Here, then, are some early thoughts. On the one hand, the American press is completely consumed by the war. Children’s magazines explain the intricacies of U-boat fighting. Women’s magazines talk about doing your bit by cutting down on butter and sugar. (I’m not sure exactly how this helps.) There’s a war-related illustration on almost every magazine cover.

On the other hand, there’s a tremendous sense of confusion and ambivalence. What exactly are we fighting for, and why? There’s lots of carping in the press about the ineffectiveness of the Allied forces. A few days before Wilson’s address, British Prime Minister Lloyd George gave a speech to trade unionists that struck me more as an effort to maintain the loyalty of his people than as a rallying cry. In this context, Wilson’s speech seems as much a justification for the war as a path to peace.

It will be interesting to see how people in 1918 respond to the 14 points. In the meantime, I’d better brush up on my European geography. You never know when there’s going to be another quiz!

An early 20th-century Bridget Jones

As I’ve mentioned, I worried about what I would do for comfort reading during My Year in 1918. Sure, I love Edith Wharton, and I look forward to discovering some of her lesser-known works. But what if I’m not in the mood for finely wrought prose? What if my brain is fried and I just want to relax?

Photograph of Bridget Jones's Diary by Helen Fielding and The Melting of Molly by Maria Thompson Daviess.

Well, having just finished The Melting of Molly by Maria Thompson Daviess, the #4 fiction bestseller of 1912, I can put that worry to rest. Molly Carter is an early 20th-century Bridget Jones, a ditzy diarist obsessed with men and weight loss. Bridget starts every diary entry by noting her weight and calorie consumption, but Molly doesn’t have to count calories, since she’s on a crash diet that requires her to eat the same thing every day. Here’s her daily fare:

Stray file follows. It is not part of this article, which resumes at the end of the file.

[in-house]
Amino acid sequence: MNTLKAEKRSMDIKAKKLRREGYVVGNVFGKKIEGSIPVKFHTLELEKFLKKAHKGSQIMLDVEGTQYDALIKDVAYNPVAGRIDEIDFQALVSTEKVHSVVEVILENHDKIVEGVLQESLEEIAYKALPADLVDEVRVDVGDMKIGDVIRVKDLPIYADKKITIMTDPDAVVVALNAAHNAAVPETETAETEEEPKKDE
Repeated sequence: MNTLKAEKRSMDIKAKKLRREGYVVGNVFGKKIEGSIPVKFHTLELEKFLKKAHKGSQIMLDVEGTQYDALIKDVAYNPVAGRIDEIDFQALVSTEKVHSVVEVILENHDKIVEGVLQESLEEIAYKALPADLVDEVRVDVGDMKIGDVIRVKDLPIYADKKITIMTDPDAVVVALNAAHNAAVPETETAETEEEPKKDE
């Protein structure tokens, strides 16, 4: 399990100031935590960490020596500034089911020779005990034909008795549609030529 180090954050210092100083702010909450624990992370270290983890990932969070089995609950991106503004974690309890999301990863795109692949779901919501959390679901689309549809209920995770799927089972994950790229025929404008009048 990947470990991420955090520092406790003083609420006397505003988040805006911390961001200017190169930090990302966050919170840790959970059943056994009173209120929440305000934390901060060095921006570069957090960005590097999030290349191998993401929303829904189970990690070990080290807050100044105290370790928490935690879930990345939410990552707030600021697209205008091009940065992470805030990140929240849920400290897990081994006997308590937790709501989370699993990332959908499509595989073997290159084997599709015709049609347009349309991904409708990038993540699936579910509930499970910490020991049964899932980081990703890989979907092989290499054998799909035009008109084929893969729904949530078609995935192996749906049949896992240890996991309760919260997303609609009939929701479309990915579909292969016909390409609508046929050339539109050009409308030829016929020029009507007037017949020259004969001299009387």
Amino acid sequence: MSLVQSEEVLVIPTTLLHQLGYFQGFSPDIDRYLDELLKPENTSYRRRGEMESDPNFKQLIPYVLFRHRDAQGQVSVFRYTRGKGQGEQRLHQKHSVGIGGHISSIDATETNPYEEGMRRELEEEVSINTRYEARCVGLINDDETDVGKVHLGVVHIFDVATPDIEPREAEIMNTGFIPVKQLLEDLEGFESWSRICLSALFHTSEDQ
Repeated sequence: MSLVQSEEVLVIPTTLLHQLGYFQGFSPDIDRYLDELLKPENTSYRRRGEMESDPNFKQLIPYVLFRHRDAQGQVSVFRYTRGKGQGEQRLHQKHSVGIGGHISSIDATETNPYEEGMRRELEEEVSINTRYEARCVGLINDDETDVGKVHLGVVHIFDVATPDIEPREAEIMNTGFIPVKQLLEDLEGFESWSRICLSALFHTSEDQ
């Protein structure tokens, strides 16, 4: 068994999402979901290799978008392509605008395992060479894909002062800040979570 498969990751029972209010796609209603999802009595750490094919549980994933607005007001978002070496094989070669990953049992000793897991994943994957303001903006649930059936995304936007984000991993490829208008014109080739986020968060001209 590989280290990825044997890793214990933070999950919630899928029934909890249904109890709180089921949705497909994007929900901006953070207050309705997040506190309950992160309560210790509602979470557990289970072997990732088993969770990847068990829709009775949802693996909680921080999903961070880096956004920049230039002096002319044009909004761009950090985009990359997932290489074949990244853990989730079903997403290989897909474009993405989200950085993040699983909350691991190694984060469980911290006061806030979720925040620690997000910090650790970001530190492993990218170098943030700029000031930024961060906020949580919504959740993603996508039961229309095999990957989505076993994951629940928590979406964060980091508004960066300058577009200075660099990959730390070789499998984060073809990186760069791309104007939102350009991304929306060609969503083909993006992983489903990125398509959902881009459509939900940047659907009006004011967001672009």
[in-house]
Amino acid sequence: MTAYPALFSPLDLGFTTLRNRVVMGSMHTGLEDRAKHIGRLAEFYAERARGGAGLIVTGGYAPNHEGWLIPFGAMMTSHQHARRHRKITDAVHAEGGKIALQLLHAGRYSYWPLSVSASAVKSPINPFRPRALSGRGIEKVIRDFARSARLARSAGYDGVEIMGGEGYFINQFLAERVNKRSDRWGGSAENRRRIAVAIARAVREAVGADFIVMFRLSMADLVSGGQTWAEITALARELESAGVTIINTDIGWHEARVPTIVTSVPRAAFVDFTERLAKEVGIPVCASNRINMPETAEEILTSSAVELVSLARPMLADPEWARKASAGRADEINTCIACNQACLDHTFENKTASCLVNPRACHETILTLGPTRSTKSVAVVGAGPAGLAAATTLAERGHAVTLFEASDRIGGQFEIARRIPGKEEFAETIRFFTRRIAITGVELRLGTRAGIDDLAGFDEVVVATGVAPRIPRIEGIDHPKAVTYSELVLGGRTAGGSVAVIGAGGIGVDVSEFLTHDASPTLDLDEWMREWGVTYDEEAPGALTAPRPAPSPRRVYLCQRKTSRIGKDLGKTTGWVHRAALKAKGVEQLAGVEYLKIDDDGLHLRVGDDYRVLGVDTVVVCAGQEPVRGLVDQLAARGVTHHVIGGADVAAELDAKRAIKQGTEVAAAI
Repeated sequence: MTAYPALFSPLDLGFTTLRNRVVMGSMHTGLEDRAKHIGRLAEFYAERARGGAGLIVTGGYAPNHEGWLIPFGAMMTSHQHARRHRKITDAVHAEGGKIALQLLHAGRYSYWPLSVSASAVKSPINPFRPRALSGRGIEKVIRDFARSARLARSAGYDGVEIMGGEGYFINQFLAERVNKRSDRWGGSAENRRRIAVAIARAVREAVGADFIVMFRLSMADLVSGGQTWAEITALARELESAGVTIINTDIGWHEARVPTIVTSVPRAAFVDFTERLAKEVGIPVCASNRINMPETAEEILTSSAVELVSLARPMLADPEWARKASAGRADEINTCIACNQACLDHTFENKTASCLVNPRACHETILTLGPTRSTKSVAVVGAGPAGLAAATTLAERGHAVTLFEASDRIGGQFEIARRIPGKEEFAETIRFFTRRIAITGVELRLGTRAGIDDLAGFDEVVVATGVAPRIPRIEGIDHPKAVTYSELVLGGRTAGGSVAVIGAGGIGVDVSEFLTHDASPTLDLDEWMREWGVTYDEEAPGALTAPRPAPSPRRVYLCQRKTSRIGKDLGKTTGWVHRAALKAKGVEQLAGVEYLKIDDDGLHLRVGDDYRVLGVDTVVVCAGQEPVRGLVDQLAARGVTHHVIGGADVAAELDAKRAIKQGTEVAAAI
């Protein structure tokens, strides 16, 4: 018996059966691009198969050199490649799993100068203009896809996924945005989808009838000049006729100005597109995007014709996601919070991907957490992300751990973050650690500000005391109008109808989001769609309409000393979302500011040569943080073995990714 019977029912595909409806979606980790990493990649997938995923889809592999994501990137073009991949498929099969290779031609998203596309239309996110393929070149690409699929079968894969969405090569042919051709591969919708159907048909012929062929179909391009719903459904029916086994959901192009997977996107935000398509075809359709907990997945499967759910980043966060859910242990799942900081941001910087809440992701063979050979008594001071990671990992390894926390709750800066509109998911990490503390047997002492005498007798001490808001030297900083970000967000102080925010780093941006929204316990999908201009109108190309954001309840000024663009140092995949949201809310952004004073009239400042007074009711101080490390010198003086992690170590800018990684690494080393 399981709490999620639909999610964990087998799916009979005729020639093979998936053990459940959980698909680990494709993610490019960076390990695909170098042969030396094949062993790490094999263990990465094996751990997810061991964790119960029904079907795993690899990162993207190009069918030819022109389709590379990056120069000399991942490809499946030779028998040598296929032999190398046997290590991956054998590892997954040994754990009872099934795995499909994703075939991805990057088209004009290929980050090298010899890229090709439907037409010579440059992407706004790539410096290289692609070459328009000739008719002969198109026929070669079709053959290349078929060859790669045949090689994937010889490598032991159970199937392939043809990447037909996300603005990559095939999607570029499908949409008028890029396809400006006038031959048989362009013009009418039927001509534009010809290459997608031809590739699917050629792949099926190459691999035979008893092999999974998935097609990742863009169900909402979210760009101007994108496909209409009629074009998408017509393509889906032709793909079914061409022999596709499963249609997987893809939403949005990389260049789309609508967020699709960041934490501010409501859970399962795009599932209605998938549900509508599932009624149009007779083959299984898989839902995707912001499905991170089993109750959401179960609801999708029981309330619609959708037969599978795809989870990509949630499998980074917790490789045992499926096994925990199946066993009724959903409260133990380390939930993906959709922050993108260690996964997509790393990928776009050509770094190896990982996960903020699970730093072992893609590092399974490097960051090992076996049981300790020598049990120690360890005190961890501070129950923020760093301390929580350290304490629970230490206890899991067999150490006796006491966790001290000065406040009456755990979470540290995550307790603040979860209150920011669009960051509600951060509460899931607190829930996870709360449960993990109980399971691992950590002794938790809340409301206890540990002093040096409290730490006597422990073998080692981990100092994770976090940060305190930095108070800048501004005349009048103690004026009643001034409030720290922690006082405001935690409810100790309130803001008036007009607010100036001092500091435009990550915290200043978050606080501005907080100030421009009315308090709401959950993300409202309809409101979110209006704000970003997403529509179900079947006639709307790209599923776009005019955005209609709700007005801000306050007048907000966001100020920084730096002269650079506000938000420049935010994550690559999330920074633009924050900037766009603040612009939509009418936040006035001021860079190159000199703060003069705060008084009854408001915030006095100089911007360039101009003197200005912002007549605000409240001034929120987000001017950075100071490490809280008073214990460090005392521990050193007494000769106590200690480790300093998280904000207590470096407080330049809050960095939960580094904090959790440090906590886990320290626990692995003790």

• Breakfast: one slice of dry toast, one egg, fruit and a tablespoonful of baked cereal, small cup of coffee, no sugar, no cream.
  • Dinner: one small lean chop, slice of toast, spinach, green beans and lettuce salad.
  • Supper: slice of toast and an apple. (“Why the apple?” Molly mourns. “Why supper at all?”)

Molly’s a more successful dieter than Bridget—she drops over thirty pounds in three months or so, and somehow doesn’t end up with scurvy. But she’s just as confused about her love life. Where Bridget’s romantic tribulations are modeled on Pride and Prejudice, though, Molly’s story seems to be inspired by Emma.

Married off to a rich older man at eighteen after her true love abandons her to join the diplomatic corps, Molly is widowed at age twenty-four. The story begins a year later, with her old flame announcing that he’s coming to town as she prepares to shuck off her widow’s weeds. Hence the crash diet—he expects her to greet him in his favorite blue muslin frock with the twenty-three inch waist. Meanwhile, she’s the mother figure to the five-year-old son of the widowed doctor next door, who keeps a fatherly eye on her (and prescribes the crash diet). Other suitors materialize, including a pompous judge and Molly’s rakish cousin Tom, who showers her with not-so-brotherly kisses. If you don’t see where this is going from the beginning, well, you’re not paying much attention, and you definitely haven’t read Emma.